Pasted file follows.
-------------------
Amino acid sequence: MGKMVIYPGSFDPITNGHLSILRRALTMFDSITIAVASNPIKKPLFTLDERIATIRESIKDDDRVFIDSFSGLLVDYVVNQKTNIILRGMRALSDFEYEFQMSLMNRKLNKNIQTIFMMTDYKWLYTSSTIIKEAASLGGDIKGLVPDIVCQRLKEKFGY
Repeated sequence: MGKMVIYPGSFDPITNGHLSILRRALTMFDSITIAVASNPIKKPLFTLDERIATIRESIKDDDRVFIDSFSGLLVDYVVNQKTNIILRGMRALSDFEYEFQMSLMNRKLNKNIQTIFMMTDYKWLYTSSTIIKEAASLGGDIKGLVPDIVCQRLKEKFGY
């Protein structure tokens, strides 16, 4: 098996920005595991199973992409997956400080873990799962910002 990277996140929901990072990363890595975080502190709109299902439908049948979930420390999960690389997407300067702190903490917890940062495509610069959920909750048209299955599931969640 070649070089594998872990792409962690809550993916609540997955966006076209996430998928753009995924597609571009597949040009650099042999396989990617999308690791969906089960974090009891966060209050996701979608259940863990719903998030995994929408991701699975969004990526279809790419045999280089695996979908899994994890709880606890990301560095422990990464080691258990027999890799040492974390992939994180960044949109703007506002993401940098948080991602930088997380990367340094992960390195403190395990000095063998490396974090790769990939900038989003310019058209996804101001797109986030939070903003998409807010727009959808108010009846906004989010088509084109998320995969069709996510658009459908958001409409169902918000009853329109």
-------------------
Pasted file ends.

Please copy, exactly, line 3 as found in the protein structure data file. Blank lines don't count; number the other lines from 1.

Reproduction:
């Protein structure tokens, strides 16, 4: 098996920005595991199973992409997956400080873990799962910002 990277996140929901990072990363890595975080502190709109299902439908049948979930420390999960690389997407300067702190903490917890940062495509610069959920909750048209299955599931969640 070649070089594998872990792409962690809550993916609540997955966006076209996430998928753009995924597609571009597949040009650099042999396989990617999308690791969906089960974090009891966060209050996701979608259940863990719903998030995994929408991701699975969004990526279809790419045999280089695996979908899994994890709880606890990301560095422990990464080691258990027999890799040492974390992939994180960044949109703007506002993401940098948080991602930088997380990367340094992960390195403190395990000095063998490396974090790769990939900038989003310019058209996804101001797109986030939070903003998409807010727009959808108010009846906004989010088509084109998320995969069709996510658009459908958001409409169902918000009853329109």